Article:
The species that depend upon these ecosystems for their survival have, over millennia, evolved in response to the full range of flows and their interannual variability. Each species has developed life history traits that take advantage of specific flow levels, as well as the timing, duration, frequency, and rate of change of flow. In addition, flows that sustain healthy river, floodplain, and estuarine ecosystems also provide a wide range of ecosystem services that benefit people: 

  • provision of water and food supplies
  • water purification and treatment
  • flood mitigation
  • soil fertility maintenance
  • maintenance of coastal salinity zones
  • provision of beauty and life-fulfilling values
  • recreational opportunities

Riparian Restoration

Healthy watersheds depend on streamside vegetation to filter pollutants, shade the water keeping it cool, and to prevent erosion. This vegetation buffer along rivers and streams is called the Riparian Zone. Riparian vegetation supplies many ecological services to the fauna, including people, living within the watershed.
  • Food
  • Shelter
  • Shade
  • Large Wood Recruitment
  • Runoff Filtering
  • Soil Stabilization
  • Clean Water

The Curry Watersheds Partnership has been involved in riparian restoration projects since 1990’s. Many of the riparian areas in Curry County have been severely impacted by various land uses including timber harvest, agriculture, and urban development. Over time as the riparian area is encroached on and vegetation is removed stream channels begin to erode and simplify (which often leads to ditching by landowners). This is state of many of the small creeks on the southern Oregon Coast.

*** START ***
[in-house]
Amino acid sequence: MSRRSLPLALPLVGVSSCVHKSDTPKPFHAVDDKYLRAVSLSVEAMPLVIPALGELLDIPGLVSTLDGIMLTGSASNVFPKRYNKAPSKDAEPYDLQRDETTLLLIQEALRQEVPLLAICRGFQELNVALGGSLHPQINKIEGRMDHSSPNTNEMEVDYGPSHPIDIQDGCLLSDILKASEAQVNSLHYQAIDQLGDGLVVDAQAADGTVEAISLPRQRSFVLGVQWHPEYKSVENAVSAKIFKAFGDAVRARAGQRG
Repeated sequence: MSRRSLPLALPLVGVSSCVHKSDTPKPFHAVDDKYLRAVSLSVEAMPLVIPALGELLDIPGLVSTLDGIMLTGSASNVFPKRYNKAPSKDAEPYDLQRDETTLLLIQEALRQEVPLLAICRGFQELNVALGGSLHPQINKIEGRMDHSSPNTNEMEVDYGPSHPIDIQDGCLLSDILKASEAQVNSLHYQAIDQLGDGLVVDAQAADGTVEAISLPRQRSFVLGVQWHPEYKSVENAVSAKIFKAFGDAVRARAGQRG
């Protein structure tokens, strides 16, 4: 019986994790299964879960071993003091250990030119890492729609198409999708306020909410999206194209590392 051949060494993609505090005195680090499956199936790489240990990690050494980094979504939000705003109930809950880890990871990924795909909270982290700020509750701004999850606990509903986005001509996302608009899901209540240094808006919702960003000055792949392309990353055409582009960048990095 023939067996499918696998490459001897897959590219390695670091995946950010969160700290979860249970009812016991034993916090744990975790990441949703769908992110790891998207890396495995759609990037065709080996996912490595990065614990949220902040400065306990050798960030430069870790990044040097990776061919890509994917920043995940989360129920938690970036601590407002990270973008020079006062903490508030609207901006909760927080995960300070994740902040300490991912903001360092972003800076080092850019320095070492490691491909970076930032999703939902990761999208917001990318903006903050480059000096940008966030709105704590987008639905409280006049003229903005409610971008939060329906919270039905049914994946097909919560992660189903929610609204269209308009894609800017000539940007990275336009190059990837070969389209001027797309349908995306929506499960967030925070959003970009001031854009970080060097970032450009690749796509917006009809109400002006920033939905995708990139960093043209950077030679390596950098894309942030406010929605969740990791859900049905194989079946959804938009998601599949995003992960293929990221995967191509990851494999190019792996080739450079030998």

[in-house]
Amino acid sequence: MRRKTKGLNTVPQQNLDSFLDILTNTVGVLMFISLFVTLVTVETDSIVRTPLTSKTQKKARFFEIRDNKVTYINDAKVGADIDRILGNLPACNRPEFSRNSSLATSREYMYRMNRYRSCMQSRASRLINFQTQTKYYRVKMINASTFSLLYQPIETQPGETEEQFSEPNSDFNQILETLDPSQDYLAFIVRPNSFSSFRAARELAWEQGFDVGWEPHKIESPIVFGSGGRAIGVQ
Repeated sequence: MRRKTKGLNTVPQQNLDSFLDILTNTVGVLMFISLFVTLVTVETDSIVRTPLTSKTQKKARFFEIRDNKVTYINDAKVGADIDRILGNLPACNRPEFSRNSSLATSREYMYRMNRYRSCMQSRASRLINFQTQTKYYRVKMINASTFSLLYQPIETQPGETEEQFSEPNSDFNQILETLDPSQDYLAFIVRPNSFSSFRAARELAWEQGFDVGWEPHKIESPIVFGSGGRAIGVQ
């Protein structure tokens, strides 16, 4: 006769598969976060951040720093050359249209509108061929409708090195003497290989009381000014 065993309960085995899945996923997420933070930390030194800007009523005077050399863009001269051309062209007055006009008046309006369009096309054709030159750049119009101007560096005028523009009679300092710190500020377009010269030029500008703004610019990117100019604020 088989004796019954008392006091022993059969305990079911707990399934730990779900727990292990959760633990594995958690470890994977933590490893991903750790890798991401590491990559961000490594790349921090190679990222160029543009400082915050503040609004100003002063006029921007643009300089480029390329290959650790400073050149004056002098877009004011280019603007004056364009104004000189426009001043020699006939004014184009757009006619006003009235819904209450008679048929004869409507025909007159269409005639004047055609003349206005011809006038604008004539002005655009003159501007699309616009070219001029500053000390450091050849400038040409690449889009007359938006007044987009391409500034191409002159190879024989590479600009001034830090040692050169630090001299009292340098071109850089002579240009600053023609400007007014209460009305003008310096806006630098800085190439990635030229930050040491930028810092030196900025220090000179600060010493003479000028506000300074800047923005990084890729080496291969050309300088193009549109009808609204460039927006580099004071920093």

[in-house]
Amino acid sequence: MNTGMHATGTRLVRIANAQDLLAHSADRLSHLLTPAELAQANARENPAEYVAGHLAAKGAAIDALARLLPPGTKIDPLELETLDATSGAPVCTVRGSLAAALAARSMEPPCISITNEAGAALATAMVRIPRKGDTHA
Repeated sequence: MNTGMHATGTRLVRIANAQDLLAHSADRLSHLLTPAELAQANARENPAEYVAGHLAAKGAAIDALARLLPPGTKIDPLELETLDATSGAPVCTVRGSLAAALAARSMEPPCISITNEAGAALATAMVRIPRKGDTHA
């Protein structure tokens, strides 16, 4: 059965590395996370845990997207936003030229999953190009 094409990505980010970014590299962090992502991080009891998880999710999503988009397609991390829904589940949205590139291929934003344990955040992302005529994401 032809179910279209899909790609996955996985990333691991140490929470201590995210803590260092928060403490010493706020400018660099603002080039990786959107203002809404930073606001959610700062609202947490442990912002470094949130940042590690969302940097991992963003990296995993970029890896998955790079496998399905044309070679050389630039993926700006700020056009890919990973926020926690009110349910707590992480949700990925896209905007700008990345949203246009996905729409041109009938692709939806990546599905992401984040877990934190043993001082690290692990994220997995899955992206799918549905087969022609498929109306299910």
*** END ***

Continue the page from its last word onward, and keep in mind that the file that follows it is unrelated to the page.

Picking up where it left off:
Numerous programs exist to assist landowners with resource concerns. See below for the Oregon Watershed Enhancement Board’s Small Grant Program and the Natural Resource Conservation Service Programs.

Off-stream watering, fencing, gully stabilization, sediment abatement, stream restoration, and riparian enhancement are some examples of the types of projects where the District can offer services.
 

For Riparian work – Contact Drew Harper

Small Grant Program

The OWEB Small Grant Program awards grants up to $15,000 for on the ground watershed enhancement projects on the South Coast. The Small Grant payee must be the Curry Soil and Water Conservation District, but this entity can act on behalf of private landowners, not-for-profit institutions, schools, community colleges, state institutions of higher education, independent not-for-profit institutions of higher education, tribes, watershed councils, and local, state, or federal agencies.

The application deadlines for 2019-21 are listed in the bylaws.

Application Window Open: TBD 2021

For more information on the small grant program, you can explore the sites/pages below:

For more information about the program, please contact Miranda Gray, miranda.gray@currywatersheds.org or 541-373-3127

Natural Resource Conservation Service Programs

Natural Resources Conservation Service’s (NRCS) Environmental Quality Incentive Program (EQIP) provides strategic technical and financial assistance for resource protection. Current strategies include forest health and Sudden Oak Death treatment assistance, and a new 2022 surface water quality protection strategy will promote healthy pasture cover and riparian buffers in selected watersheds.

The NRCS Oregon home page describes programs, Farm Bill, and Service Center locations.  Click on an interactive map that shows active EQIP opportunities.

Farm Service Agency’s cooperative Oregon Conservation Reserve Enhancement Program (CREP) provides technical and financial support for restoring and protecting riparian buffers adjacent to agricultural ground. 

For more information about the Oregon Conservation Reserve Enhancement Program in Coos and Curry Counties, contact the USDA Service Center at 382 North Central Blvd. Coquille, OR 97423.

541-396-2841. Select Option 2 for Farm Service Agency or Option 5 for the Curry SWCD CREP Technician (Barbara Grant).